His announcement threatened a renewal of U.S. military involvement in the country’s long sectarian war.
In a televised late-night statement from the White House, Obama said American military planes had already carried out airdrops of humanitarian aid to tens of thousands of Iraqi religious minorities surrounded by militants and desperately in need of food and water.
“Today, America is coming to help,” he declared.
The announcements reflected the deepest American engagement in Iraq since U.S. troops withdrew in late 2011 after nearly a decade of war. Obama, who made his remarks in a steady and somber tone, has staked much of his legacy as president on ending what he has called the “dumb war” in Iraq.
Obama said the humanitarian airdrops were made at the request of the Iraqi government. The supplies were delivered to the tens of thousands of Yazidis trapped on a mountain without food and water. The Yazidis, who follow an ancient religion with ties to Zoroastrianism, fled their homes after the Islamic State group issued an ultimatum to convert to Islam, pay a religious fine, flee their homes or face death.
Mindful of the public’s aversion to another lengthy war, Obama acknowledged that the prospect of a new round of U.S. military action would be a cause for concern among many Americans. He vowed anew not to put American combat troops back on the ground in Iraq and said there was no U.S. military solution to the crisis.
Even so, he outlined a rationale for airstrikes if the Islamic State militants advance on American troops in the northern city of Irbil and the U.S. consulate there in the Kurdish region of Iraq. The troops were sent to Iraq earlier this year as part of the White House response to the extremist group’s swift movement across the border with Syria and into Iraq.
“When the lives of American citizens are at risk, we will take action,” Obama said.
He said he had also authorized the use of targeted military strikes if necessary to help the Iraqi security forces protect civilians.
Obama spoke following a day of urgent discussions with his national security team. He addressed the nation only after the American military aircraft delivering food and water to the Iraqis had safely left the drop site in northern Iraq.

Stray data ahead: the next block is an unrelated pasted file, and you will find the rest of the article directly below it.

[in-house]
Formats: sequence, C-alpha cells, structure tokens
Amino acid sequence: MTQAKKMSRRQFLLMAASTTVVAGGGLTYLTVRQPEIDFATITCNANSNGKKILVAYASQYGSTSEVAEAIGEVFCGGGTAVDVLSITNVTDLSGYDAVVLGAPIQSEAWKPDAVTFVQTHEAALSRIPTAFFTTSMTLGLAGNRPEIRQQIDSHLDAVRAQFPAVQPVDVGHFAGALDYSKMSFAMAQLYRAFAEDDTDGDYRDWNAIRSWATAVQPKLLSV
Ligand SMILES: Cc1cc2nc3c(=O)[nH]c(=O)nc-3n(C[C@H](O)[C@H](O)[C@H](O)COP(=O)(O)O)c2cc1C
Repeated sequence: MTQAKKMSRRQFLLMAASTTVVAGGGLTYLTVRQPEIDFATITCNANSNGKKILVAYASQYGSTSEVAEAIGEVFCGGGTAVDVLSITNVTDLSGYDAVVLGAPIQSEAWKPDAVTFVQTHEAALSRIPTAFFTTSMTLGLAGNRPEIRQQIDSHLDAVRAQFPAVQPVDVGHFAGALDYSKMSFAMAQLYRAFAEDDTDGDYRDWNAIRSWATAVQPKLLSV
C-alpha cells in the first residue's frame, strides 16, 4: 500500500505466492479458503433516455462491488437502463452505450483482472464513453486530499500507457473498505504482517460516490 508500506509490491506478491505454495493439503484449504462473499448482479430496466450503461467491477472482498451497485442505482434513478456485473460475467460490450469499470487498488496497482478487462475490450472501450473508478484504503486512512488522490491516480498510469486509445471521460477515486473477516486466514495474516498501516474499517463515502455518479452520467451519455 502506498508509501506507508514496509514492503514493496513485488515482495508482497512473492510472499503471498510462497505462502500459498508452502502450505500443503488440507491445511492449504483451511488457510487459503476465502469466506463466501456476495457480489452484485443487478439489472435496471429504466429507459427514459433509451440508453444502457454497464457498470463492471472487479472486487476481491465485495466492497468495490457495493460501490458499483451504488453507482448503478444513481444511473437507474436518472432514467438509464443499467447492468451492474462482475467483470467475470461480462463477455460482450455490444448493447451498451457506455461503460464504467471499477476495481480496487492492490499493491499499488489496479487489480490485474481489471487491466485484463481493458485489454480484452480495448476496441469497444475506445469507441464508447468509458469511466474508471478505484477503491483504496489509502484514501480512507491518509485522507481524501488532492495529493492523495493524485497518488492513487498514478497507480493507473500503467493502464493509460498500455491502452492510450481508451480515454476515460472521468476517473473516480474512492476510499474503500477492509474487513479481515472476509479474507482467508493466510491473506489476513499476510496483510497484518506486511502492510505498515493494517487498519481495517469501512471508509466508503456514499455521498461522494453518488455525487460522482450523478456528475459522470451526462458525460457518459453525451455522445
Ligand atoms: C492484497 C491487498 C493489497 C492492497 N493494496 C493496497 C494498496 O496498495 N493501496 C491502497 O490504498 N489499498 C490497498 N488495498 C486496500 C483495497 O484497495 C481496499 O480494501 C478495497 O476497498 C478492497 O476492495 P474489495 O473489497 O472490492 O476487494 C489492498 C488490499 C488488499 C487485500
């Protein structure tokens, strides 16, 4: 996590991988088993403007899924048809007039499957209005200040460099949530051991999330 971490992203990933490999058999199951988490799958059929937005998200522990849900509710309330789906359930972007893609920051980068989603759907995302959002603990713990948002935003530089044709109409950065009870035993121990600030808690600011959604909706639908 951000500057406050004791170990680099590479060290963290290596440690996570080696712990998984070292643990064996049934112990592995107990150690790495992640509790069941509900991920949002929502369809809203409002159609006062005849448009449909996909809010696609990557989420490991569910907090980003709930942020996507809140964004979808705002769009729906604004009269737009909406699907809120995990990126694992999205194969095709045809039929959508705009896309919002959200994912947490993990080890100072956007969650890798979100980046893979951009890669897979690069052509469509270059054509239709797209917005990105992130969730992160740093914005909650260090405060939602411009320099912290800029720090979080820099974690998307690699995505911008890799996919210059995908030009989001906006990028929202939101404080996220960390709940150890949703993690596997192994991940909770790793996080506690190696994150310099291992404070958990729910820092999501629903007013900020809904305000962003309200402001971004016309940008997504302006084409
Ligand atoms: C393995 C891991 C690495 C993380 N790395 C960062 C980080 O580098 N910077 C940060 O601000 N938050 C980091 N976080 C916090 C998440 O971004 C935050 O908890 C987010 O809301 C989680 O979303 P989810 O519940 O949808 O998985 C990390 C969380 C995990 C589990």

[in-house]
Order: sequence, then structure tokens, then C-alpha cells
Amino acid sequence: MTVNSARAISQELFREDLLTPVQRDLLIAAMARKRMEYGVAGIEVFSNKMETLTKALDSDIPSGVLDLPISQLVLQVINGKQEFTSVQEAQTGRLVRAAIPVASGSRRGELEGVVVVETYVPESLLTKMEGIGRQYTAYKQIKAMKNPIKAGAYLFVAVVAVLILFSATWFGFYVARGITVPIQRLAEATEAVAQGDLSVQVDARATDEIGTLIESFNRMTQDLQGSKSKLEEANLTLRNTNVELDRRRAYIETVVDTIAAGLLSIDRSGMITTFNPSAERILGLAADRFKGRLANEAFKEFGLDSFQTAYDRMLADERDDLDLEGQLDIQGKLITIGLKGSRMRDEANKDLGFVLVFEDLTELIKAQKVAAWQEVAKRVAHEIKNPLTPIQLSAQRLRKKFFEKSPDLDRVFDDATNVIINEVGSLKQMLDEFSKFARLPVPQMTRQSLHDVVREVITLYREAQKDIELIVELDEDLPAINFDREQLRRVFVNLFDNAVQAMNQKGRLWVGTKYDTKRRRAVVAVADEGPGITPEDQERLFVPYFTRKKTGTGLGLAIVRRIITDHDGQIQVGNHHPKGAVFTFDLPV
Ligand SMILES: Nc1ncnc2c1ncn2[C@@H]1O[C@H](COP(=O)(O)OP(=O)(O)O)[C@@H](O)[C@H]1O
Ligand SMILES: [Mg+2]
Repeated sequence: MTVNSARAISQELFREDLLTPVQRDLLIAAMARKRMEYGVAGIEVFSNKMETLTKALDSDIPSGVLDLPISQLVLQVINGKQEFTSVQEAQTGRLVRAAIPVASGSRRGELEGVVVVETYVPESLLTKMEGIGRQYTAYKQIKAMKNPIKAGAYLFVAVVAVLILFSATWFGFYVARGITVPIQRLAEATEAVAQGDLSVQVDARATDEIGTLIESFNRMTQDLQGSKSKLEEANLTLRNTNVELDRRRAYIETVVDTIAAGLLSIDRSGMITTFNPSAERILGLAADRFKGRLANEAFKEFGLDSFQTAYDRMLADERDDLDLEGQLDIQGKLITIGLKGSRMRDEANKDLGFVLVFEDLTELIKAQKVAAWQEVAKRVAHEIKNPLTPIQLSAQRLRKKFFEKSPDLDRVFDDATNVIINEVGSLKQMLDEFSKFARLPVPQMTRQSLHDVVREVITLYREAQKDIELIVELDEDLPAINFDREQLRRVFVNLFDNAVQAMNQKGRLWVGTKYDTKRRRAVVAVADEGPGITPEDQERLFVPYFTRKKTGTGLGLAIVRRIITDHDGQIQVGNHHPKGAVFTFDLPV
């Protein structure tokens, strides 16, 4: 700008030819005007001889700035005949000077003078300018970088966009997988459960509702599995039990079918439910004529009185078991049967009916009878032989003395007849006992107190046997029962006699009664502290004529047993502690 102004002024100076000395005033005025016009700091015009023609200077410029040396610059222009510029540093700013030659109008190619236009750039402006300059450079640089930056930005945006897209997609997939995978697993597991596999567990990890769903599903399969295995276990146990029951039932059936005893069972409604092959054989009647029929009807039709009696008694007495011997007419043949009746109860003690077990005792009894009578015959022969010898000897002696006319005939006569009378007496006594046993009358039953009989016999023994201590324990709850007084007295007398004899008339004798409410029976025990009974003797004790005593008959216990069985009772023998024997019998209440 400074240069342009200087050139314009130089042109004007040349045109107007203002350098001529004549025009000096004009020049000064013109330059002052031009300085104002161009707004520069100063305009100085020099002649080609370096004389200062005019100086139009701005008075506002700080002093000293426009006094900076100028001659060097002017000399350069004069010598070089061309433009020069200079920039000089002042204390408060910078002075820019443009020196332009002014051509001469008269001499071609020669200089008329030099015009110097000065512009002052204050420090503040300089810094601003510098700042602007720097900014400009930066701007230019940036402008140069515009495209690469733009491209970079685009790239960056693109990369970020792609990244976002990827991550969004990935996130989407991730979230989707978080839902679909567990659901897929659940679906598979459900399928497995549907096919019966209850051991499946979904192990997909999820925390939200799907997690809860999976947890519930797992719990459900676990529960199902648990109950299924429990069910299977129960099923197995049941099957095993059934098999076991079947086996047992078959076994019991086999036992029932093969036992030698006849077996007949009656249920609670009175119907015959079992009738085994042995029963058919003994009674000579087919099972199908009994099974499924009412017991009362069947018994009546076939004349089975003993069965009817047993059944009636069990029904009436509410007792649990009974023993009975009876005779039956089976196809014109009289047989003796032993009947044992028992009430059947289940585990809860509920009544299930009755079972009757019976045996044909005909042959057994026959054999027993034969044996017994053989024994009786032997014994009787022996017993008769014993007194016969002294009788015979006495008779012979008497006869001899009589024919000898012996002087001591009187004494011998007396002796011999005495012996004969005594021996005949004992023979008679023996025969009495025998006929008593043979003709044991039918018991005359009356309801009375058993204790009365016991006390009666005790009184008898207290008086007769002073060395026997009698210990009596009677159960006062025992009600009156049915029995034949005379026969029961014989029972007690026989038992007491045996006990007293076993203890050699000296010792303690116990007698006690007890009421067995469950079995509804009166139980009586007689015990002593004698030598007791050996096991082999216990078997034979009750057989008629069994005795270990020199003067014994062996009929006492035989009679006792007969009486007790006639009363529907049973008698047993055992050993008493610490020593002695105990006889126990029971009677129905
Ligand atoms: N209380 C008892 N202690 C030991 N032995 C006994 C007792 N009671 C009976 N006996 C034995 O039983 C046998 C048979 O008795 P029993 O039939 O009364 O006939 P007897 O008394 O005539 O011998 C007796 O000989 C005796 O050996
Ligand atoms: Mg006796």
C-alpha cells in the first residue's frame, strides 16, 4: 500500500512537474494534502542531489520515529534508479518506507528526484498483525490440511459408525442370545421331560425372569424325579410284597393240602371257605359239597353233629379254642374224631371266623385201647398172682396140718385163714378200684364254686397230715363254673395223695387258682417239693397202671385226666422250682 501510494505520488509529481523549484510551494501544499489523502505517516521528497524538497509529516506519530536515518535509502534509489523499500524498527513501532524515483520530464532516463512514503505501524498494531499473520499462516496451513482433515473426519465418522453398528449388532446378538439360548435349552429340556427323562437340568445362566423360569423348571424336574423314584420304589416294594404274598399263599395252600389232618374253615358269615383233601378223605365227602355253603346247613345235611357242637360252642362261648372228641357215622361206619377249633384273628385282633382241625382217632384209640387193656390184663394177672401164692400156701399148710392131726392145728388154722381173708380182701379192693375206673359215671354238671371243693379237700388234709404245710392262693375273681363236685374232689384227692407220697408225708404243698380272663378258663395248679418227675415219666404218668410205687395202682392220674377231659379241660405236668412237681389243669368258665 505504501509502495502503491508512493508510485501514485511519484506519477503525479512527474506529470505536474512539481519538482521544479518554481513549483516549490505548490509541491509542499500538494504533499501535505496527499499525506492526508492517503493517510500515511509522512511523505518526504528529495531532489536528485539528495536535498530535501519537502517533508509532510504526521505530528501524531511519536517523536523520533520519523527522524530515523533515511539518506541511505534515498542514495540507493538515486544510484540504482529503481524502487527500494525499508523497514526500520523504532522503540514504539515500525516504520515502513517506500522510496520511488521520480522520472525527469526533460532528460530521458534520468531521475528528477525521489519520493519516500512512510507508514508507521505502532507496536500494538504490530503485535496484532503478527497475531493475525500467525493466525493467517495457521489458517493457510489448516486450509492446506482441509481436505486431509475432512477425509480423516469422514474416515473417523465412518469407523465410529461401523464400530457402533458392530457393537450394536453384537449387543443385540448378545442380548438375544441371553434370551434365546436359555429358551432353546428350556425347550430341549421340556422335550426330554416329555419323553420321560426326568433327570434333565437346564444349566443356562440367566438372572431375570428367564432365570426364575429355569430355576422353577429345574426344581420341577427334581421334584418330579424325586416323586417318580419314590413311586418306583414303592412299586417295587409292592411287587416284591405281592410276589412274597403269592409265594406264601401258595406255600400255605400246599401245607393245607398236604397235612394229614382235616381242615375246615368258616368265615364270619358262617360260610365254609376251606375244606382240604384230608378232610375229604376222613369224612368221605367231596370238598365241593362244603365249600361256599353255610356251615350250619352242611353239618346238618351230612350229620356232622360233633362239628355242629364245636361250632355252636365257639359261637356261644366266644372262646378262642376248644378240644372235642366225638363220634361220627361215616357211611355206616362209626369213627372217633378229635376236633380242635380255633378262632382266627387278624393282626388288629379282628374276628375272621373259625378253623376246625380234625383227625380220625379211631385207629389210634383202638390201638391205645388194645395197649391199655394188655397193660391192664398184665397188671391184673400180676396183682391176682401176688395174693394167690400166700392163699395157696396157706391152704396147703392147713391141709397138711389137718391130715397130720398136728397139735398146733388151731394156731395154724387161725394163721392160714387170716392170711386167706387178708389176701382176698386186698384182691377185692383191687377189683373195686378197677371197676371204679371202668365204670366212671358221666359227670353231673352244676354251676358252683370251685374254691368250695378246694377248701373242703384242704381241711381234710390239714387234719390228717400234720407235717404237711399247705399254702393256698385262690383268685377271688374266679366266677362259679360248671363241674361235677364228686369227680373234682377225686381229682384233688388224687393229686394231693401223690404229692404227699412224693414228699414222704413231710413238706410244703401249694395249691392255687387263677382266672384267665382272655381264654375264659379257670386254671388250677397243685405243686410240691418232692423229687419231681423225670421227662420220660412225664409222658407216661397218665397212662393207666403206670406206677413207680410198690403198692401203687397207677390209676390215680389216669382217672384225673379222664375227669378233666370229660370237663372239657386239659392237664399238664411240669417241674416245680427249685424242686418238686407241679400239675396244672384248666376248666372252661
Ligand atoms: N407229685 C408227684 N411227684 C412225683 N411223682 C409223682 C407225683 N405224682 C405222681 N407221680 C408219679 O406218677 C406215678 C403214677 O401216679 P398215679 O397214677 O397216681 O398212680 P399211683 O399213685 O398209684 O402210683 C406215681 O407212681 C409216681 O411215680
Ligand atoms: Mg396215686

The Pentagon said the airdrops were performed by one C-17 and two C-130 cargo aircraft that together delivered a total of 72 bundles of food and water. They were escorted by two F/A-18 fighters.
The planes delivered 5,300 gallons of fresh drinking water and 8,000 pre-packaged meals and were over the drop area for less than 15 minutes at a low altitude.
The president cast the mission to assist the Yazidis as part of the American mandate to assist around the world when the U.S. has the unique capabilities to help avert a massacre.
Officials said the U.S. was prepared to undertake additional humanitarian airdrops if necessary, though they did not say how quickly those missions could occur.
Administration officials said they believe unilateral U.S. strikes would be consistent with international law in part because the Iraqi government has asked for Washington to take military action. They also said Obama had the constitutional authority to act on his own to protect American citizens.
Republican Sens. John McCain of Arizona and Lindsey Graham of South Carolina praised Obama’s proposed actions Thursday night but said much more will be necessary.
“This should include the provision of military and other assistance to our Kurdish, Iraqi, and Syrian partners” who are fighting the militants, airstrikes against the militants’ leaders and forces and support for Sunni Iraqis who seek to resist the extremists, they said.